We're All Living With an Asterisk Right Now

Dropkick Murphys "Streaming Outta Fenway"
Maddie Malhotra/Boston Red Sox/Getty Images

Compartmentalization is a hell of a thing. It allows us to forge on in the areas of our life we need to even as other parts are being ravaged emotionally. So it shouldn't entirely surprising that the discussion over baseball's return has drilled down hard on the current minutiae and future what-ifs. It's just what people do.

One of the emerging avenues of discourse runs through the complicated neighborhood of legitimacy. Will a truncated 60-game season have a true champion? How will history view the eventual World Series winner? Should individual and team accomplishments be accompanied by an asterisk?

To this not-so-pressing question, I say this: who the hell cares? The whole damn world gets an asterisk right now. There are some extenuating circumstances causing things to not be particularly normal.

The economy? Asterisk. General health? Asterisk. Overall mood and existence? Asterisk.

All of these denotations weigh heavy on the shoulders. We need not see them to feel the burden. We're acutely and painfully aware that the status quo has been upended.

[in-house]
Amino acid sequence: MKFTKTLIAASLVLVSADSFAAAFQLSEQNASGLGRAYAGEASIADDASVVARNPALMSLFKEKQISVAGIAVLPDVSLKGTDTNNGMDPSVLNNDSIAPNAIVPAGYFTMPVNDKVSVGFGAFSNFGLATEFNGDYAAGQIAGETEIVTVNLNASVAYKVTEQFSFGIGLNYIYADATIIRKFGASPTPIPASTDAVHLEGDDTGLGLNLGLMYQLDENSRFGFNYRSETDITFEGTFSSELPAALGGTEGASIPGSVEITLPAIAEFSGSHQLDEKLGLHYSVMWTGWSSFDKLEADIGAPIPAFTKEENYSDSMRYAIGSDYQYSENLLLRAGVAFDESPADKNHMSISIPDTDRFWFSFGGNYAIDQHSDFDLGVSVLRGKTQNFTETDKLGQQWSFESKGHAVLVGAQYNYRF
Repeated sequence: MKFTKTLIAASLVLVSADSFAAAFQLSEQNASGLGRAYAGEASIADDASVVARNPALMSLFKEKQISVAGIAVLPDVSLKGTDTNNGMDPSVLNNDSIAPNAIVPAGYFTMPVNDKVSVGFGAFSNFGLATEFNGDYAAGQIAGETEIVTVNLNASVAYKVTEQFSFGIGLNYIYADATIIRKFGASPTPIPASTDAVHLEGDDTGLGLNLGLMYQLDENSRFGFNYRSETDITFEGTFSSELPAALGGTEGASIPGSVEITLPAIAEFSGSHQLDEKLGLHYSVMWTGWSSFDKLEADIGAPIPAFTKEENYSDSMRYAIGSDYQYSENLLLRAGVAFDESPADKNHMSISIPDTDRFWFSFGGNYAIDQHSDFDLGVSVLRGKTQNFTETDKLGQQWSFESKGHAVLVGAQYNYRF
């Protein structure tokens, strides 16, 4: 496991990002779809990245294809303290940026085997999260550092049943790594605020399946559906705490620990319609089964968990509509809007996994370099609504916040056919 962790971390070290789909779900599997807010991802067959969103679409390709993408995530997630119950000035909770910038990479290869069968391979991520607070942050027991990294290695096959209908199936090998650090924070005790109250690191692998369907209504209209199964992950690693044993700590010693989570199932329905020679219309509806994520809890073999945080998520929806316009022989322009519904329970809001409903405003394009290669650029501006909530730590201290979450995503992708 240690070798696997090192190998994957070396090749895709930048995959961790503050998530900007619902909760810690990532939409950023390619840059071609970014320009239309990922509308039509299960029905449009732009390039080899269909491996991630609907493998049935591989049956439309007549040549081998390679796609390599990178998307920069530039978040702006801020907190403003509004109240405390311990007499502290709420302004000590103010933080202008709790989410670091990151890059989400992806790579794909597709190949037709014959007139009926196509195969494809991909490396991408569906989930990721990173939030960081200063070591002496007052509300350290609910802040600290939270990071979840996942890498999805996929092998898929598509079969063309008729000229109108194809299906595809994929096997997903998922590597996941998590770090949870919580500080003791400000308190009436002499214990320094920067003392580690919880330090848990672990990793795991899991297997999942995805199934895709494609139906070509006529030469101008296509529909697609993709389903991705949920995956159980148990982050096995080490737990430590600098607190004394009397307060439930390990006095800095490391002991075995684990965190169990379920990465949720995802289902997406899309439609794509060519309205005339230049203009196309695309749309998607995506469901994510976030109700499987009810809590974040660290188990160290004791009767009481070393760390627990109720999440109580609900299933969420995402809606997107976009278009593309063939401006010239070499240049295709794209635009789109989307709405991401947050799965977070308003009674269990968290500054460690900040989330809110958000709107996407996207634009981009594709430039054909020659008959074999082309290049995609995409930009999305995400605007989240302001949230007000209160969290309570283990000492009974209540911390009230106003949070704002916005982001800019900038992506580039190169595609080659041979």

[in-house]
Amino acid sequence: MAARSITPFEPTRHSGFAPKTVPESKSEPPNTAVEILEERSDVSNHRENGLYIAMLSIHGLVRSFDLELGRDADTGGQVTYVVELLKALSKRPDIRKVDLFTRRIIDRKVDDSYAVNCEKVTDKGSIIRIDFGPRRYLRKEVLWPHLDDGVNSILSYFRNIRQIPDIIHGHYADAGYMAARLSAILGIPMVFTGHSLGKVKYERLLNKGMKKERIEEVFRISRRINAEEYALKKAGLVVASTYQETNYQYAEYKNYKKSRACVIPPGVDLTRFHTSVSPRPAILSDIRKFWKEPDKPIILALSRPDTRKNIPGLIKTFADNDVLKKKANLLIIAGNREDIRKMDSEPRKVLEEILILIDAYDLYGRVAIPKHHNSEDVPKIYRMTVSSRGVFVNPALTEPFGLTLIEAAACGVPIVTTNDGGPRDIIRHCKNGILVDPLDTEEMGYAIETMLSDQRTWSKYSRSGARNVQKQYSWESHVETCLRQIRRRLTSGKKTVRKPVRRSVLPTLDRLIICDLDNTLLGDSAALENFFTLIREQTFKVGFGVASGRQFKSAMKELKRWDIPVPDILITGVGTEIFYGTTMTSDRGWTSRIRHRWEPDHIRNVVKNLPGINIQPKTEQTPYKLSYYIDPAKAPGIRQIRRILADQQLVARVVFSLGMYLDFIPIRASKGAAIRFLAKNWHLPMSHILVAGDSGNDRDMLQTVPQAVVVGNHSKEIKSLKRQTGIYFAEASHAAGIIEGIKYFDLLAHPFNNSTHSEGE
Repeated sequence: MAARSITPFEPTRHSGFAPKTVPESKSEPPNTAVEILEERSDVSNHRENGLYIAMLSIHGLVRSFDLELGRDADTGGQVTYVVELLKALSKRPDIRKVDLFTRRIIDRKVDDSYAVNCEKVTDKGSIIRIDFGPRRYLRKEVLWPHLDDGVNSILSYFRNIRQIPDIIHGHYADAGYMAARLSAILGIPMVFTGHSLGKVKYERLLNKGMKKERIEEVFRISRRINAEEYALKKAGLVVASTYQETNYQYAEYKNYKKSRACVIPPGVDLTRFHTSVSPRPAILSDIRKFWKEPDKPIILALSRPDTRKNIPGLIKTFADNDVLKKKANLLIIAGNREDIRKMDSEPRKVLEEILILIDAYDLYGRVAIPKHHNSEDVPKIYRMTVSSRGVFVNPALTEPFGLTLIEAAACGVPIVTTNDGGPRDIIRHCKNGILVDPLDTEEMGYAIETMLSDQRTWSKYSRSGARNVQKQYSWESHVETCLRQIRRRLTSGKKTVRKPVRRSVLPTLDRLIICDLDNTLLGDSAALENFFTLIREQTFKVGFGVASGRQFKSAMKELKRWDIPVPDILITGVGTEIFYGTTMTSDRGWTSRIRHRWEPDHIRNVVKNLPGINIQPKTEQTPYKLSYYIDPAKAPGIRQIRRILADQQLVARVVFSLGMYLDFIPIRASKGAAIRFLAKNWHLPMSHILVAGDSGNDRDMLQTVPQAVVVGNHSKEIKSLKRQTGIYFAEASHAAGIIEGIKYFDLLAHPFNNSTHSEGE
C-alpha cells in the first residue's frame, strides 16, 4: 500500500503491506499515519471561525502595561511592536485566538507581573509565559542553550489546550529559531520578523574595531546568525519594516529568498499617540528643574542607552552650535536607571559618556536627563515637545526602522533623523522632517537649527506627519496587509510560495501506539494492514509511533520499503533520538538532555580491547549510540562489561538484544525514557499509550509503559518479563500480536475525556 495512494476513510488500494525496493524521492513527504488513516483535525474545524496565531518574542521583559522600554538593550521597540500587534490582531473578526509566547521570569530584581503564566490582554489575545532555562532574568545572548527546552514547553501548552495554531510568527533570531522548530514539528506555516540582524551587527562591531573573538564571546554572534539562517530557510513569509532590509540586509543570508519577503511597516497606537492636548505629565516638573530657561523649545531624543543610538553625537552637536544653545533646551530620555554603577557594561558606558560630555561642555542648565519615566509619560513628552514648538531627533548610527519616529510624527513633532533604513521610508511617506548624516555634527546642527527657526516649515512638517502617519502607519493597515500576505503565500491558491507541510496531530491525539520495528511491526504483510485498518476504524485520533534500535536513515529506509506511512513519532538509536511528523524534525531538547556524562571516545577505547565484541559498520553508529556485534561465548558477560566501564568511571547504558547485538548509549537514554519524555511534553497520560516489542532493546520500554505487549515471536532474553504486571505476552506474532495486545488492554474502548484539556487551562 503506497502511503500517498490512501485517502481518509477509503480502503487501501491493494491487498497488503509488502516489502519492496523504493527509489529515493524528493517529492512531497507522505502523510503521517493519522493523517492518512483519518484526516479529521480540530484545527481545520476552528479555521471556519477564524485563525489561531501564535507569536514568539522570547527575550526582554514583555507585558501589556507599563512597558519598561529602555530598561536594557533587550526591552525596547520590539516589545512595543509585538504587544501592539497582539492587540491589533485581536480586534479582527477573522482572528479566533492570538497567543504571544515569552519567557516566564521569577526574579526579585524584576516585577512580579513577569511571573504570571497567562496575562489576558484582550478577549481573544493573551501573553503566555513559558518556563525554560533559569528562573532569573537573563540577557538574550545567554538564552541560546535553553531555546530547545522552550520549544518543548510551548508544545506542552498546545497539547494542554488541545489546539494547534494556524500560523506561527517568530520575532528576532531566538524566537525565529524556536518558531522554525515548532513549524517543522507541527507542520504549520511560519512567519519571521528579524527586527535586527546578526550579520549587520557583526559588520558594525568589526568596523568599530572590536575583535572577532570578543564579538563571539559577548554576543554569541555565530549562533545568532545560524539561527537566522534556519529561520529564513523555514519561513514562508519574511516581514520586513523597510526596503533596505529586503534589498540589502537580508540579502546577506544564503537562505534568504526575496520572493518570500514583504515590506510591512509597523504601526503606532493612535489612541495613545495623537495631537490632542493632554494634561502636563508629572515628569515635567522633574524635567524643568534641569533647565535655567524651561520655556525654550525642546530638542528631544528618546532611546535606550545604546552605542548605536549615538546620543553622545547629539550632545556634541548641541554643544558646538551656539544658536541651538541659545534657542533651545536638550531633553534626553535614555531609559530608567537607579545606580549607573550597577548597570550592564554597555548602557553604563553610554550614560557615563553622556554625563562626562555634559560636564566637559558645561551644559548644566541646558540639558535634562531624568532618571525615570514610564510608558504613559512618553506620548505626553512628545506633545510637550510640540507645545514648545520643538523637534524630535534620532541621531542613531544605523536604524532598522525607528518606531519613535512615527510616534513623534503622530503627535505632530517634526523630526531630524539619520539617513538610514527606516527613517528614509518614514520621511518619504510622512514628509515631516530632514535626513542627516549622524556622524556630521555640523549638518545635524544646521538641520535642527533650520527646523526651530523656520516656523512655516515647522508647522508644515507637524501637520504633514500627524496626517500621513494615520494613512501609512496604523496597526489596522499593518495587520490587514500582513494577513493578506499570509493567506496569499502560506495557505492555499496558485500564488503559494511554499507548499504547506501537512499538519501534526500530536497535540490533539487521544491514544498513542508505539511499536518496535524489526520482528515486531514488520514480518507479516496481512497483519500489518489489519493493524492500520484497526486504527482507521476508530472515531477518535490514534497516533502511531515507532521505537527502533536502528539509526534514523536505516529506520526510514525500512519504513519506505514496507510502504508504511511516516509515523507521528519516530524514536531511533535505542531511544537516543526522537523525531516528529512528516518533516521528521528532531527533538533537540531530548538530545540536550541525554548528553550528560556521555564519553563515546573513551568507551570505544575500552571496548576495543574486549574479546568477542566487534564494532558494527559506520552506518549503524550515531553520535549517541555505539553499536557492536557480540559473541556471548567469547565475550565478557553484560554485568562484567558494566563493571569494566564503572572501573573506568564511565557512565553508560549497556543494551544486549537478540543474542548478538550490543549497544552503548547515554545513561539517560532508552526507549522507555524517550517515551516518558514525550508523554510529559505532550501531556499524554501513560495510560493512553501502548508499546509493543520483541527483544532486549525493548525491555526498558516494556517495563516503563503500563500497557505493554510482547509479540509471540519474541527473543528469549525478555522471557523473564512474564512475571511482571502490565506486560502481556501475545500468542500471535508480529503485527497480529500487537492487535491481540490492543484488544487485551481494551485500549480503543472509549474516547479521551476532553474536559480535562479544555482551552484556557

Are we really that concerned about contextualizing Christian Yelich's potential .404 season or Max Scherzer's potential 0.48 ERA? Are fans going to spend their time and energy castigating the Minnesota Twins for winning a crown in a bizarre, compressed year?

While all that would perhaps be a welcome return to some semblance for normalcy, it seems a bit incongruent with the current moment and tougher moments to come. For all the high-fiving and relieved sighing after Major League Baseball announced its late-July return, there's still the small sticking point of, oh, ensuring the safety and healthy of thousands of team personnel who will be traveling around their regions without a clear idea of what will happen should there be a significant outbreak.

If you're a betting person with even a tenuous grasp of the news you would understand that it's not a lock the baseball season even reaches a mildly satisfying conclusion. There's a lot of things -- both easily anticipated or otherwise -- that could go wrong between now and late fall.

So how about this. A bunch of teams are going to try their level best to play a baseball season. What happens will happen. If they can finish, that's great. If they can manage to keep everyone safe and avoid a preventable death, that's better.

We can cross the less urgent legacy and record-keeping bridges when and if we get there.